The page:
Figure 2a shows an SEM image of a pristine gold nanoparticle monolayer. Nanoparticles are hexagonally ordered within grain boundaries. Small voids between grains result from the self-assembly process. We masked voids in five SEM images at different sample locations, neglecting voids smaller than 25 nm2, as an upper limit for tolerances in interparticle distance variations. On average, these voids occupy 5% of the total area of pristine monolayers. Larger voids evolve in nanoparticle monolayers upon immersion in EtOH or THF as demonstrated by the SEM images in Figure 2b,c. We measure an average void density of 19% and 22% after EtOH and THF immersion, respectively. For clarity, masked SEM images for void area measurements are included in the Supporting Information File 1 (Figures S1–S3). The evolution of the void distribution upon immersion is shown in Figure 2d. The average number of nanoparticles per area for the pristine monolayer, measured at five different locations, varies by 1%. On average, after EtOH and THF immersion we measure 1.6% less and 2.5% more nanoparticles per unit area, respectively. The numbers of particles per area after immersion lie within one standard deviation of the measured number of particles per area on pristine monolayers. Therefore, we exclude nanoparticle removal by solvent immersion as the main reason for void formation. In combination with the measured increase in conductance these observations hint at a decreasing average particle separation upon immersion as illustrated in the schematic in Figure 2d. In Figure 3a we plot the radial power spectral density of the SEM images shown in Figure 2. The extracted lattice constant for the pristine nanoparticles is 13.6 nm decreasing to 13.1 nm and 12.6 nm after immersion in EtOH and THF, respectively. For comparison, in an alkane chain three carbon atoms are separated by 0.25 nm. As an estimation for the compaction of the monolayer, a reduction in lattice constant of a hexagonal unit cell by 1 nm would induce a 14% decrease in the occupied surface.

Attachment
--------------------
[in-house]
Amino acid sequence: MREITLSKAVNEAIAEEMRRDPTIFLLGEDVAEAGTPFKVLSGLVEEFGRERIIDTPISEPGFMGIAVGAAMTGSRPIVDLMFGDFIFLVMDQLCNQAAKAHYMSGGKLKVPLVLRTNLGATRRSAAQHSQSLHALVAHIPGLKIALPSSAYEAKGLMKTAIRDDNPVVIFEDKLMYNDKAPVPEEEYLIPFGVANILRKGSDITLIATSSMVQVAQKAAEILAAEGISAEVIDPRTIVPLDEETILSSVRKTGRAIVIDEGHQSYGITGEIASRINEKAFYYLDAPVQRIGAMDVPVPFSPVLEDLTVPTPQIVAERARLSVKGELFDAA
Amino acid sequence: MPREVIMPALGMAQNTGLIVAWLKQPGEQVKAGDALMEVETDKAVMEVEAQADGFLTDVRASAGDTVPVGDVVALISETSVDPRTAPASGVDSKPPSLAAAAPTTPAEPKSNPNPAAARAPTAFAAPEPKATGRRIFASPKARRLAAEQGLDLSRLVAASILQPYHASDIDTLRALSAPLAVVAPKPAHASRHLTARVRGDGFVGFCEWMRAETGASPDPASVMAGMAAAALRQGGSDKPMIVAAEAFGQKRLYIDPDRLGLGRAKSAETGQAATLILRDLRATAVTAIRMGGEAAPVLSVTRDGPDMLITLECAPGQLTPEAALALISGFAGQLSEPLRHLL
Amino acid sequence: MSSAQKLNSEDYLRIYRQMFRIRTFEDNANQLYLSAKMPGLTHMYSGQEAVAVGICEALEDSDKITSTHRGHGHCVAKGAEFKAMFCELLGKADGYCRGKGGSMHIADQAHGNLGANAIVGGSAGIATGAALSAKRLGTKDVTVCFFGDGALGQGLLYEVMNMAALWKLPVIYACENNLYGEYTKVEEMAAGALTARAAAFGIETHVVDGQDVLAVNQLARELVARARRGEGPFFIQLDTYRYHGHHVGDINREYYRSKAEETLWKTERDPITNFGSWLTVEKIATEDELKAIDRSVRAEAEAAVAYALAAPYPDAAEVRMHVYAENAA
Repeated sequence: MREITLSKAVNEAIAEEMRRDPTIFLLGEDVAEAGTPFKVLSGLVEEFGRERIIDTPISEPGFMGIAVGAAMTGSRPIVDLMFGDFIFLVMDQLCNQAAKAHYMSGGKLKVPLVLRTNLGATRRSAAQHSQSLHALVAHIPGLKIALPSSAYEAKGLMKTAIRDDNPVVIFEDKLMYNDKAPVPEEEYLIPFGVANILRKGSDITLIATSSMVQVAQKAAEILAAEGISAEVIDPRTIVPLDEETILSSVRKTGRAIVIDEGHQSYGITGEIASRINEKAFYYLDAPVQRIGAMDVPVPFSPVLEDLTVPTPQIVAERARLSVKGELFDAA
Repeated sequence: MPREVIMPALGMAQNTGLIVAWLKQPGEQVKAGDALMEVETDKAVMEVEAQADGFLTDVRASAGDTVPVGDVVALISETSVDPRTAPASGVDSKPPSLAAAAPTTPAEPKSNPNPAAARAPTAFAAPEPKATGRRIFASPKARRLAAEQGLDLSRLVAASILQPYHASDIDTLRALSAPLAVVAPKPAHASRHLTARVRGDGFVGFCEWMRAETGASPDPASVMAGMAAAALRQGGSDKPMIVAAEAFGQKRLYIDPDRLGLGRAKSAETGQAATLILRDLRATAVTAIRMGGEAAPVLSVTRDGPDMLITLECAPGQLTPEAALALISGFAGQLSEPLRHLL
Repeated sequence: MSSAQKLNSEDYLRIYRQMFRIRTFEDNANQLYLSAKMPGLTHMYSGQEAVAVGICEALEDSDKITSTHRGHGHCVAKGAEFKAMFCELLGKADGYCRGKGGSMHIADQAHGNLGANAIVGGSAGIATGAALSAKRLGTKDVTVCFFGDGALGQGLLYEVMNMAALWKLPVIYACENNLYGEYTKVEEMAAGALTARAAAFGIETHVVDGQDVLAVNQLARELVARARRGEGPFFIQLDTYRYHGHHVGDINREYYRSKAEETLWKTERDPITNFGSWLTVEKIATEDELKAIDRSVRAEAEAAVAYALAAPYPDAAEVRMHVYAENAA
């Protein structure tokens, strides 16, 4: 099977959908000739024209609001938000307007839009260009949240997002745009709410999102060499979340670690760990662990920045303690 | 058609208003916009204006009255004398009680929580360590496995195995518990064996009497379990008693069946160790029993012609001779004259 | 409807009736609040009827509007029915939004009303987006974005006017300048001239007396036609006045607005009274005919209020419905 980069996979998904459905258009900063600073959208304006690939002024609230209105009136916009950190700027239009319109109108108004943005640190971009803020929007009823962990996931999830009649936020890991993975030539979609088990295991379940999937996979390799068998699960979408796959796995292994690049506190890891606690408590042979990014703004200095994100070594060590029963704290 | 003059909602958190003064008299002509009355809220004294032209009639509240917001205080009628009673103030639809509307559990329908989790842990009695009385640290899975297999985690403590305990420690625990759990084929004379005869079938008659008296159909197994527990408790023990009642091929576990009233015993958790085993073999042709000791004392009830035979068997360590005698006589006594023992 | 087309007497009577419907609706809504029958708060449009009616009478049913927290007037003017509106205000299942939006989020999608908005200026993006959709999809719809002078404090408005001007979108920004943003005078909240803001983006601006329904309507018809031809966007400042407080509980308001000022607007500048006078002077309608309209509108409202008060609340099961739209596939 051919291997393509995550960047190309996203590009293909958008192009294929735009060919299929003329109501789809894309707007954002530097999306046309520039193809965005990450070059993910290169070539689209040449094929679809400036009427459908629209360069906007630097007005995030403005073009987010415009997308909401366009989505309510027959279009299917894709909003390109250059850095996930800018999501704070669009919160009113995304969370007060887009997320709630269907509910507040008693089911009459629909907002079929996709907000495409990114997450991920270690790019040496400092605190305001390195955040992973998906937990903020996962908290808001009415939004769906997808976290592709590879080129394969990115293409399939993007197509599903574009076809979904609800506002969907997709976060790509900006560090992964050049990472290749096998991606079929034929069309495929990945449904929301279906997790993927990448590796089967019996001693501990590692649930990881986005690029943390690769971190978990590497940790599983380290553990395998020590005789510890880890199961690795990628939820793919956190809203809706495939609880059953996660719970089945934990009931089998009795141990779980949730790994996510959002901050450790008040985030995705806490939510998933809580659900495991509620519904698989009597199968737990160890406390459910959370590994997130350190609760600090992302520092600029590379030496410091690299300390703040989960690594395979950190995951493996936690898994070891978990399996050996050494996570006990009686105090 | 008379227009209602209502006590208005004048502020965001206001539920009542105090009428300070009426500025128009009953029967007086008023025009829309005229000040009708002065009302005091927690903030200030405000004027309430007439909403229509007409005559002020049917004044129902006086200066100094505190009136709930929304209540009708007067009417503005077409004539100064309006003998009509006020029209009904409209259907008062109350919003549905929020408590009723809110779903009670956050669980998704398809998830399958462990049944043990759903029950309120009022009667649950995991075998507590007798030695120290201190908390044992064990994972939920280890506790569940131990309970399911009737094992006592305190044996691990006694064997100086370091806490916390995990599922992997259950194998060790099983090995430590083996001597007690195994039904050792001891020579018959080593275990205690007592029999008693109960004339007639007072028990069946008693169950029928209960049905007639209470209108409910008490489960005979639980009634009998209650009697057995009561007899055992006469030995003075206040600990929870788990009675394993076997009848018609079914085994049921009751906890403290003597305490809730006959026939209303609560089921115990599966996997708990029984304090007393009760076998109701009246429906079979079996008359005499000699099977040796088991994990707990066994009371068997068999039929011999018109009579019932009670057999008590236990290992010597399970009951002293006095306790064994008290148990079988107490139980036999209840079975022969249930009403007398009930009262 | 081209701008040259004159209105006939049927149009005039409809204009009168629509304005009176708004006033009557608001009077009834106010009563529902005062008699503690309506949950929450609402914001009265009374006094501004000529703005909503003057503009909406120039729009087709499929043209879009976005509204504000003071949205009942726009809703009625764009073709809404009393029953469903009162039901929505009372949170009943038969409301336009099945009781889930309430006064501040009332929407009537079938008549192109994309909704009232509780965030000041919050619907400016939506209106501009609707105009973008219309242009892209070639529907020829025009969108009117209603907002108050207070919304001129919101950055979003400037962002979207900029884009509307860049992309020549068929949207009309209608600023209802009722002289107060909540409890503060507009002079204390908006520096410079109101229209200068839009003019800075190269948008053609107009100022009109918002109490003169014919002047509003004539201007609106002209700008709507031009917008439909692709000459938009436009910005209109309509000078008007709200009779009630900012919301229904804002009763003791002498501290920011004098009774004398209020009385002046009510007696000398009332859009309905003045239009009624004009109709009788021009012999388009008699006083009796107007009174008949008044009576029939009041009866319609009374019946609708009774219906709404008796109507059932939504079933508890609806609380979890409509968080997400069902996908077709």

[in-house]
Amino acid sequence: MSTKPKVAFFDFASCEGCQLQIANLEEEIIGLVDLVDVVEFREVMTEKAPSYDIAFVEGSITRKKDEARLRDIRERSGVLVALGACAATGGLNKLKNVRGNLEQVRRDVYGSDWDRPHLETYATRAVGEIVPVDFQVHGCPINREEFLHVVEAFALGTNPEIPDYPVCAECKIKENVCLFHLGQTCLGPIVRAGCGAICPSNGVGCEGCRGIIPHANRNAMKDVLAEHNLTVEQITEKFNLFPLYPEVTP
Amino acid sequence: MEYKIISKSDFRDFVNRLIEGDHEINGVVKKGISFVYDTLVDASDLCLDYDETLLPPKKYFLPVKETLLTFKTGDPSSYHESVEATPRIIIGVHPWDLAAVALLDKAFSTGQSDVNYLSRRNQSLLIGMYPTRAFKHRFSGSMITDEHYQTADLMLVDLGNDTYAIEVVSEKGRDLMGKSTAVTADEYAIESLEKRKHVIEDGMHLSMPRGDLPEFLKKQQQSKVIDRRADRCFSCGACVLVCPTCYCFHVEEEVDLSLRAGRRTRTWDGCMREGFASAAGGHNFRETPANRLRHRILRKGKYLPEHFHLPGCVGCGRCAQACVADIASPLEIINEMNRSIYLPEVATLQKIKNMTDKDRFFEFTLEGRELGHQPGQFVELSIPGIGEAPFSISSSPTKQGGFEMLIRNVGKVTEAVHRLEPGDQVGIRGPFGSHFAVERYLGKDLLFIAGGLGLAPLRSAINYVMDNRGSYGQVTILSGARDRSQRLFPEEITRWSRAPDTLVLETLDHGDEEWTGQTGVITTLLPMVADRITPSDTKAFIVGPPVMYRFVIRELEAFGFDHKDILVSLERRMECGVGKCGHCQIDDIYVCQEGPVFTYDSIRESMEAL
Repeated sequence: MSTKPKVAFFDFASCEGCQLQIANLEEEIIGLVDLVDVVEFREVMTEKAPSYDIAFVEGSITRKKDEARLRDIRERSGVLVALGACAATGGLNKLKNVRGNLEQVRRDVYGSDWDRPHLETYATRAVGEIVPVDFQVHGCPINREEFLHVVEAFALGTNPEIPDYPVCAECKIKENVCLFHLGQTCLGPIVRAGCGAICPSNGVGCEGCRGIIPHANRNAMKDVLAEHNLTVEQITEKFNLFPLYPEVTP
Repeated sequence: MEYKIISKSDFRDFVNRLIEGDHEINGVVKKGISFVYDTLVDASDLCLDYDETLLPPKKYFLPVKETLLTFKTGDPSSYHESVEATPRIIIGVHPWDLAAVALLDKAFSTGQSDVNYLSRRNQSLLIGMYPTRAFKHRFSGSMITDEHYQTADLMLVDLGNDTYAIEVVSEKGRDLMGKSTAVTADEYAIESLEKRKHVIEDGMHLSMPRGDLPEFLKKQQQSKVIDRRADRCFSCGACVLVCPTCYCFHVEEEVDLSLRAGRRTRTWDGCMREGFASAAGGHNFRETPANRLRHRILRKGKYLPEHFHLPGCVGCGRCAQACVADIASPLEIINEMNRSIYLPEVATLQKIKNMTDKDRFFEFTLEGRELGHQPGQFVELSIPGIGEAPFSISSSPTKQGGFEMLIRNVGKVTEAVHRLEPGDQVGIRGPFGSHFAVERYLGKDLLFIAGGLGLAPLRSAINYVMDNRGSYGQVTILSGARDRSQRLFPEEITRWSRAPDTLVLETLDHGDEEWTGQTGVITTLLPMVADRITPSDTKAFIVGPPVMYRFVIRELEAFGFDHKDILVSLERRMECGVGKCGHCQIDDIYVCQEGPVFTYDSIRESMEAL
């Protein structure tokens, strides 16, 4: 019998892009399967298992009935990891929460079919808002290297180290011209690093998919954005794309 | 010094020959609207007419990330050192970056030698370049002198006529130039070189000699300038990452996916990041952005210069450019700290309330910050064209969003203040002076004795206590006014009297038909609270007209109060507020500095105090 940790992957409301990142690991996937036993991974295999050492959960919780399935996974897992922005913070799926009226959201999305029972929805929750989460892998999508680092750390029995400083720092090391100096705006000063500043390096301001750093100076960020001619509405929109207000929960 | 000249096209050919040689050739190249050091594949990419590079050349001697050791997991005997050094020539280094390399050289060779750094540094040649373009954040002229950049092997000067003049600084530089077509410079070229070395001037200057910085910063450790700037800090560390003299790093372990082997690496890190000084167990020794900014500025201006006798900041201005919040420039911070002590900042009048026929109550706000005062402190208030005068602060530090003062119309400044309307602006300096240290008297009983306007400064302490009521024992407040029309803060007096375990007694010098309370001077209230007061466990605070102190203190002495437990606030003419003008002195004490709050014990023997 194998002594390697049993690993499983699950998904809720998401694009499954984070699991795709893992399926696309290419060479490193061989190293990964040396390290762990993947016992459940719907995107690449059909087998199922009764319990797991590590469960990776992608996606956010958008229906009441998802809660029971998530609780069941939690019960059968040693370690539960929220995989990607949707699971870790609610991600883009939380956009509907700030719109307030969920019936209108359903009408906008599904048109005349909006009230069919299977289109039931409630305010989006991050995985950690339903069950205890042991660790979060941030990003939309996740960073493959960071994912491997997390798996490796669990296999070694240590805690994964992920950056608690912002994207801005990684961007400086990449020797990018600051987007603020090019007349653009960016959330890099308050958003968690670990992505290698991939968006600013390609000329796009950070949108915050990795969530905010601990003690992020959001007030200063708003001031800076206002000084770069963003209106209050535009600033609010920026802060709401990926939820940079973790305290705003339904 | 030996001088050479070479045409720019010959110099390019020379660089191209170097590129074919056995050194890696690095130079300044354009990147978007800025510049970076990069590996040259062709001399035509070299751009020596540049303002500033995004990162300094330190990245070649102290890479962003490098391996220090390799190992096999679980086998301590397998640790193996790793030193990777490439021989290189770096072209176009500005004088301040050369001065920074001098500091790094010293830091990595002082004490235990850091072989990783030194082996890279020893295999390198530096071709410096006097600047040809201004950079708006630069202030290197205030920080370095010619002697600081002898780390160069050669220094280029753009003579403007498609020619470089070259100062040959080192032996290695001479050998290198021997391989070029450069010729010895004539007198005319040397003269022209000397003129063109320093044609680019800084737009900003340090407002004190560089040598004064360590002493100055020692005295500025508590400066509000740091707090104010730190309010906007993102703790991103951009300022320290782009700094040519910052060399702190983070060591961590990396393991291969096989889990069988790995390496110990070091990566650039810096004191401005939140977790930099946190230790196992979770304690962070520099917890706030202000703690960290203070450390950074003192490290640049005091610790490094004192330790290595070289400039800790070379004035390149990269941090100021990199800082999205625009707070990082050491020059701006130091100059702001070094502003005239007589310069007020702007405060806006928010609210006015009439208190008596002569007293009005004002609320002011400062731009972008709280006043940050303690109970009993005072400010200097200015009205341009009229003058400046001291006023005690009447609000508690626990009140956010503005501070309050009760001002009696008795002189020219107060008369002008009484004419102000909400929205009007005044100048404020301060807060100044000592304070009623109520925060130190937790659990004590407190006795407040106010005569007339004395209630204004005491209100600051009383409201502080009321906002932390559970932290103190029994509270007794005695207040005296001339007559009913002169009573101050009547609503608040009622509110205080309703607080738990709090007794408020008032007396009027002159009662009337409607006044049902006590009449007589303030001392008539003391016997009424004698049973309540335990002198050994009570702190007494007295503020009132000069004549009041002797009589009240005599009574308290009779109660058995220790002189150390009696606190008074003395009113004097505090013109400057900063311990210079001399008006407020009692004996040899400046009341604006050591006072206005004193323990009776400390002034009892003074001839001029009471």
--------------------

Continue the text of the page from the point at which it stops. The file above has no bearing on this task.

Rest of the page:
Figure 2: SEM images of (a) a pristine gold nanoparticle monolayer, (b) after EtOH immersion and (c) after THF immersion. Scale bar inset is 50 nm. (d) Histograms of the area of individual voids of the SEM images shown in (a)–(c) and a schematic illustration of solvent-induced compaction leading to void formation.


Figure 3: Evolution of gold nanoparticle monolayers upon solvent immersion measured by SEM and SAXS. (a) Radial power spectral density calculated from the respective SEM images in Figure 2 and the corresponding extracted lattice parameters. SAXS intensity profiles are shown for (b) a pristine nanoparticle monolayer and for (c) a nanoparticle monolayer immersed in EtOH. Fitting curve: I(q) = NP(q)S(q) + bkg. Form factor: P(q) = polydisperse spherical nanoparticle model. Structure factor: S(q) = 2D hexagonal packing of spheres.